Who: Committee of Advertising Practice (“CAP”)
When: 8 August 2013
Where: United Kingdom
Law stated as at: 9 September 2013
CAP has issued some useful new guidance in relation to advertising holidays which summarises some of the recent issues that have been raised by complainants and which the ASA has upheld.
The guidance is helpful not only for businesses selling holidays and related products, but also those who run promotions where one or more of the prizes is a holiday.
Choose your words (and pictures) carefully
It is clear from the guidance that those advertising holidays need to choose their wording carefully.
For example, Travelworld Vacations were recently on the receiving end of an upheld ASA adjudication for claiming on their website that a particular hotel was “ideal for families” when it was located on a busy street of bars and clubs. The ASA held that consumers would generally understand references to accommodation being “ideal for families” or “family friendly” as meaning that the accommodation would be particularly suitable for parents with children of school age and that, unless otherwise indicated, consumers would therefore not expect there to be loud noise throughout the night. The same ad was also sanctioned for stating that the hotel offered “24 hour room service” when what was really available was a twenty-four hour reception. Marketers should always bear in mind how the average consumer is likely to interpret a particular claim.
The guidance also reminds those advertising holidays that terms and conditions in small print should clarify rather than contradict claims in the body of an ad, and that marketers should bear this in mind when constructing their headline claims. The ASA recently upheld a complaint against Archant Life Ltd for making the headline claim “WIN A WEEK’S LUXURY FAMILY HOLIDAY” but stating in small print “excluding school and bank holidays”.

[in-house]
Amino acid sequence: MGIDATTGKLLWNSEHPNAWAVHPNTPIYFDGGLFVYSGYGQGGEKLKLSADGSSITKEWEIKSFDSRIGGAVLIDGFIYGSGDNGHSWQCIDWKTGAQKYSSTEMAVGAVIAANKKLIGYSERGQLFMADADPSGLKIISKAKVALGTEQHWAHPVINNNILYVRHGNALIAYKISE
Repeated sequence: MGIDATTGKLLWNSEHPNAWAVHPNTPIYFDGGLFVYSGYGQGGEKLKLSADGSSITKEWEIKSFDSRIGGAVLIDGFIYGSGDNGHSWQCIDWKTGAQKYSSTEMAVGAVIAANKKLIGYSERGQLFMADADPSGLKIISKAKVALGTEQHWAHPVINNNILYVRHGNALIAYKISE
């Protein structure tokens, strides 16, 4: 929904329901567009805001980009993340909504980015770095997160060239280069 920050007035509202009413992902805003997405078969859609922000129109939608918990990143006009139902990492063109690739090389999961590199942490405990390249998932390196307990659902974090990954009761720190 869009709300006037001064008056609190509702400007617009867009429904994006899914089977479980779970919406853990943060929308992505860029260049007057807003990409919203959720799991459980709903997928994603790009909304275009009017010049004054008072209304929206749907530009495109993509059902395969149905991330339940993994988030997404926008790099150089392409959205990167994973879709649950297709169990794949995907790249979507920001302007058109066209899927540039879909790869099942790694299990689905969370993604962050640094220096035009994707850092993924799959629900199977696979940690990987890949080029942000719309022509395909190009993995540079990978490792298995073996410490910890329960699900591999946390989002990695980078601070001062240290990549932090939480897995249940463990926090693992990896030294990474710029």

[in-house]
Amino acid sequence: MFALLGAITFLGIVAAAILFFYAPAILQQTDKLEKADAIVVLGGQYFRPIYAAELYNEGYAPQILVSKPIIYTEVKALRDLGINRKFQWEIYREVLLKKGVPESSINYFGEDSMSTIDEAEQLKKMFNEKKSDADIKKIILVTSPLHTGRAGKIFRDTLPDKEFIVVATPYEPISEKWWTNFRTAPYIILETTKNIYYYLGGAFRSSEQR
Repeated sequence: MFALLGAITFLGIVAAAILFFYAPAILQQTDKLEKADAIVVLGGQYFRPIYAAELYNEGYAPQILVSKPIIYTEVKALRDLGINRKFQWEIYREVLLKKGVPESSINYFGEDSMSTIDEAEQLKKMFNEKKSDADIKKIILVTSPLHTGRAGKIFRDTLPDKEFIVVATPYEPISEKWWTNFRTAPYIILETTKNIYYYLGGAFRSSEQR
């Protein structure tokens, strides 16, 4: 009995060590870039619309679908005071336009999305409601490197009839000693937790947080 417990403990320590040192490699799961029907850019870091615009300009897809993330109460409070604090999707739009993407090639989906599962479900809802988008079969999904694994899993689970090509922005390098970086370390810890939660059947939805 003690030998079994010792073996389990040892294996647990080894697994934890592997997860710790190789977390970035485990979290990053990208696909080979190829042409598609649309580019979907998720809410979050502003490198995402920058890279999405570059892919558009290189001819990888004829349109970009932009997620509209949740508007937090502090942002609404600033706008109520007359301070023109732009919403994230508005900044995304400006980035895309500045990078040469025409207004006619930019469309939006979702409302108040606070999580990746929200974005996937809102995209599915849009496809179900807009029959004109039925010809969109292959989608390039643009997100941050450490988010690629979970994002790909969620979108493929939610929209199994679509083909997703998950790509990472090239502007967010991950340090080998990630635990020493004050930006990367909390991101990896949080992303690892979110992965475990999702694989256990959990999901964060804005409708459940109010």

It is also important to consider whether the pictures used in an ad could make it misleading. Holiday Gems was recently criticised by the ASA for including a picture in an ad for a hotel stay in Malta that was a generic image of a building in Malta, supplied by the Maltese Tourist Authority, but which the complainant had reasonably mistook to be the hotel in question. Whereas the building in the image was on the waterfront, the hotel was not.
Quoted prices should relate to all of the information provided in an ad and contain all non-optional taxes, duties, fees and charges that apply to all or most buyers. VAT-exclusive prices may only be given if all those to whom the price claim is clearly addressed pay no VAT or can recover VAT, and such VAT-exclusive prices must be accompanied by a prominent statement of the amount or rate of VAT payable. If seasonal or other supplements might apply to a holiday then they must be adequately disclosed.
Marketers should be aware that, in the absence of the words “from” or “up to”, consumers are likely to understand that all bookings will be available at the quoted price or discount. Even where claims such as “from £300″ or “up to 40% off” are made, the ASA would expect the marketer to demonstrate that at least 10% of possible bookings are made available at the stated price or discount. Further, the availability at the “from” price or “up to” discount should be spread evenly across the advertised travel period. Iceland Tours Ltd recently had a complaint against it upheld by the ASA for making the claim “Iceland Whale Watching City Break From £299″ as the ASA had not seen evidence which showed that a minimum of 10% of seats for each tour were made available at the advertised “from” price.
Other points to note
The CAP guidance suggests that advertisers should be wary of promoting events which are subject to change or cancellation, for example as part of a tour itinerary, unless the details are clearly stated.
Finally, those running prize promotions should, as always, remember to include all key terms and conditions in their ads, such as closing dates, age restrictions and details of the exact nature of the prize. Often this is done via small print.
Why this matters:
The travel sector is extremely competitive and marketers are therefore always keen to make their claims as appealing as possible.
However, it is important that they remember to comply with the rules in the CAP Code, otherwise they could be on the receiving end of a damaging ASA adjudication. The new guidance from CAP is certainly welcome in helping marketers to navigate their way through common issues in this area.
The full CAP guidance is available here.